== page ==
Two hands later they clashed again. BRAZZMONKEY raised the minimum to 14K under the gun and Chidwick called; then Chidwick drew one, BRAZZMONKEY stood pat, and Chidwick check-called a 24.5K bet before taking one card on the second draw. BRAZZMONKEY stood pat one more, both players checked, and they both stood pat on the final draw. Chidwick fired out a pot-sized bet of 80.5K on the final betting round and BRAZZMONKEY made the call, but the German player mucked as Chidwick showed 9♣ 5♥ 2♠ A♦ and raked in the 241K-chip pot.
The action kept up on Hand #110 when BRAZZMONKEY opened for 14K under the gun and then raised the size of the pot after the Sebastian "Seb86" Sabic three-bet to 52.5K. That was enough to put Sabic all-in and he made the call without hesitation, holding on to 5♦ 3♥ 2♣ and drawing one card; BRAZZMONKEY took one, and then both players took one on the second draw. But BRAZZMONKEY stood pat with 5♥ 4♠ 3♣ 2♦ on the third draw and Sabic finished with a 8♥ 5♦ 3♥ 2♣ three-card. BRAZZMONKEY scooped up the 294K in chips and Sabic was gone in 5th place ($4,603.50).
The last remaining short stack at the table now was atlantic17. The Polish player was in the big blind for 7K on Hand #112 and had another 78K left behind, all of which went in the middle before the first draw after Stephen Chidwick opened for 24.5K. atlantic17 stood pat the entire way with a Q♣ 7♠ 6♦ 2♥ badugi, while Chidwick drew one card on both the first two draws before standing pat on the third. His badugi was better at 9♠ 7♥ 3♣ A♦, winning the 168K in the middle and sending atlantic17 to the rail in 4th place ($6,696).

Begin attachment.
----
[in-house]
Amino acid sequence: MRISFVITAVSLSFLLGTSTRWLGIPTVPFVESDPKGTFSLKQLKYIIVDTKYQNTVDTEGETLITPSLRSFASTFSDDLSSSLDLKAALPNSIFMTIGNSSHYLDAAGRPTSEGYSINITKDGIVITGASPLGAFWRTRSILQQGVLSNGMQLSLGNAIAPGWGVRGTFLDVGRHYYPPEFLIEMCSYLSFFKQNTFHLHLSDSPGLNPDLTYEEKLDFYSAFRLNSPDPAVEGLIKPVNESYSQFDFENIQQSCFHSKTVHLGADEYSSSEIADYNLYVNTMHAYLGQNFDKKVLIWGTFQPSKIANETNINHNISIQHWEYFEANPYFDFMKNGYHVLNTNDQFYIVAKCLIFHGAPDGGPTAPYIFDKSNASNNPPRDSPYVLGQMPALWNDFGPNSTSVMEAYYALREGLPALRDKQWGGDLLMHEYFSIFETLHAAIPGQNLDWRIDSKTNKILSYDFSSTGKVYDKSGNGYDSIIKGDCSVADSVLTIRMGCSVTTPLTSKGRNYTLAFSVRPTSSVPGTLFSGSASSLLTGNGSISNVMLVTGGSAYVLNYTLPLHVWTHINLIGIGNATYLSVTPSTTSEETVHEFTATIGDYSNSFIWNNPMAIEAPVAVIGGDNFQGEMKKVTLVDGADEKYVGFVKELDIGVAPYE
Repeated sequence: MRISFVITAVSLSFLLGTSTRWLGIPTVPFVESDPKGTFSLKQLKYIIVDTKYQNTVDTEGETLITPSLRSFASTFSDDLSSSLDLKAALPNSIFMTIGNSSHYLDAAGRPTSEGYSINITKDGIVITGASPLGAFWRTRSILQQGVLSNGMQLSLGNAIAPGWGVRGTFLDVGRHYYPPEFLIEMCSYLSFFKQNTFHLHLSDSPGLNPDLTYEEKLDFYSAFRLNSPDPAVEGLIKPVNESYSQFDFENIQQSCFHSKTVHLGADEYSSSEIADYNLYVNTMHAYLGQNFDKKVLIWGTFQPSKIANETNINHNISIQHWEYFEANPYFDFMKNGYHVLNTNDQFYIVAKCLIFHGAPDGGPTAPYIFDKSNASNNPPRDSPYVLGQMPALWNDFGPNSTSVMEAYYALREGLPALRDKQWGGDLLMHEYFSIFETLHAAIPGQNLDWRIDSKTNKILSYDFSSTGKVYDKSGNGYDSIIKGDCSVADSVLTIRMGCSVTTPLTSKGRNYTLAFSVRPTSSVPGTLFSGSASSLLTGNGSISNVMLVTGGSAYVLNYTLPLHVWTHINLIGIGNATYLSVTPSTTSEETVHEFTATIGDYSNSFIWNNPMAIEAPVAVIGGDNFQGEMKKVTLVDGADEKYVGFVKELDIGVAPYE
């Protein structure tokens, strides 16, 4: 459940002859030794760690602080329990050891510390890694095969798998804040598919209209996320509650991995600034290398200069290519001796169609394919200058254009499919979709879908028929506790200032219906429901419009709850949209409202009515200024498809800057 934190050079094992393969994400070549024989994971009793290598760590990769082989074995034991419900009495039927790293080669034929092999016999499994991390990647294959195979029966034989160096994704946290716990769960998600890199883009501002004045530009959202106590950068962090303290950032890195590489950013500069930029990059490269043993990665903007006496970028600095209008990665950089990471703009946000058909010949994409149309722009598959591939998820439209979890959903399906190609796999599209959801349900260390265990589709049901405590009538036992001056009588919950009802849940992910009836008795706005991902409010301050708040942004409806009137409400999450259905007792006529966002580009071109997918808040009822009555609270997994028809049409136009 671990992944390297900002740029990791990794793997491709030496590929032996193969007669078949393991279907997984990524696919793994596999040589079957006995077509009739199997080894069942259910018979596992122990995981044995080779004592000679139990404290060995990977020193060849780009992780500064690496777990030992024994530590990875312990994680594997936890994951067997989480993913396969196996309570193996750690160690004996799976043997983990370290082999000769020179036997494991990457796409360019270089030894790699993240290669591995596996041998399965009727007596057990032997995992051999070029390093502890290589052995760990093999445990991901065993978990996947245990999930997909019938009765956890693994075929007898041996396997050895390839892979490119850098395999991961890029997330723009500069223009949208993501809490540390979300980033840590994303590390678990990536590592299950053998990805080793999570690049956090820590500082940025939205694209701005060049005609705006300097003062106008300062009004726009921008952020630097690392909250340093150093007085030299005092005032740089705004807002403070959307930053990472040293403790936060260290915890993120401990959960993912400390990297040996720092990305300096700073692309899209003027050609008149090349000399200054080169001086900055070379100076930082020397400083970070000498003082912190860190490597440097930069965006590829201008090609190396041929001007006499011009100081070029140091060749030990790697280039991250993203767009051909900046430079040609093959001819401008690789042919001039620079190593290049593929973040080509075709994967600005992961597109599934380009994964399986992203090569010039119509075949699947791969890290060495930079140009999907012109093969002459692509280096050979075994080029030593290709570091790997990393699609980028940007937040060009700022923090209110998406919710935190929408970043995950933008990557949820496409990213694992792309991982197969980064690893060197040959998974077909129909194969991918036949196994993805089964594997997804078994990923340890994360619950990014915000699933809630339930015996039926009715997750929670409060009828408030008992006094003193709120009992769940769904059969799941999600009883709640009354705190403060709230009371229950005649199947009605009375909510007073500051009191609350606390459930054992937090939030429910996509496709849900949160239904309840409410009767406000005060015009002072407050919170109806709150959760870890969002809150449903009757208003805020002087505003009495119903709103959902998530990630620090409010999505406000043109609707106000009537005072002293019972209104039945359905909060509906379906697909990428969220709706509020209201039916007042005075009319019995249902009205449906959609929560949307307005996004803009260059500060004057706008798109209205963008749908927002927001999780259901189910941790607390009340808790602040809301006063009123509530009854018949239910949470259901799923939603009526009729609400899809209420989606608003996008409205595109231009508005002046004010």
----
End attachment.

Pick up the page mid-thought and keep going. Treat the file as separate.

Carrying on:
Two more to go
The field was now down to three, with blinds at 4K/8K and the chips distributed like so:
Seat 6: nilsef (183,929 in chips)
Seat 7: Stephen "stevie444" Chidwick (696,387 in chips)
Seat 8: BRAZZMONKEY (514,684 in chips)
BRAZZMONKEY set the tone for the next portion of the final table by seizing the chip lead on the first hand of what would prove to be a lengthy session of three-handed play:
The majority of pots from there were won by either BRAZZMONKEY or Stephen Chidwick, but Germany's nilsef, a past WCOOP winner, managed to pick enough blinds to tread water in search of a good opportunity to double up. Meanwhile the two big stacks pummeled each other, with Chidwick moving into a sizable lead before BRAZZMONKEY won a 268K-chip pot against him on Hand #146 to trim the deficit down to about 12 big blinds. Seven hands later nilsef ended up all-in for 113K after four bets before the first draw and stood pat on 8♣ 4♠ 3♥ 2♦; Chidwick took one card on the first draw and then stood pat with T♦ 8♠ 3♣ 2♥, sending the pot to nilsef.
The three players now began to circle around one another warily and the action slowed down. There wasn't another showdown until the 5K/10K blind level and Hand #171, when nilsef's 5-4-2 three-card beat out BRAZZMONKEY's 6-5-2 for 108K, but that paled in comparison to the pot nilsef won on the next hand:
nilsef was now in the lead with a 539K stack, which would jump to 760K on Hand #195 after standing pat on all three draws with T♦ 9♥ 4♠ 2c] and outlasting BRAZZMONKEY's three attempts to make a badugi. Two hands later, though, came the real balance-shifter.
BRAZZMONKEY opened with a minimum raise to 20K and Stephen Chidwick called from the big blind. Chidwick took two cards on the first draw and BRAZZMONKEY took one; Chidwick checked, BRAZZMONKEY bet 45K, and Chidwick came back with a check-raise to 180K before calling off 48K more all-in when BRAZZMONKEY made a third bet. This was all despite neither player having a made hand; both had very strong three-card hands and took one card apiece on both the second and third draws but were unable to made badugis. Chidwick's 3-2-A three-card was the next best thing, beating out BRAZZMONKEY's 4-2-A for the 502K-chip pot.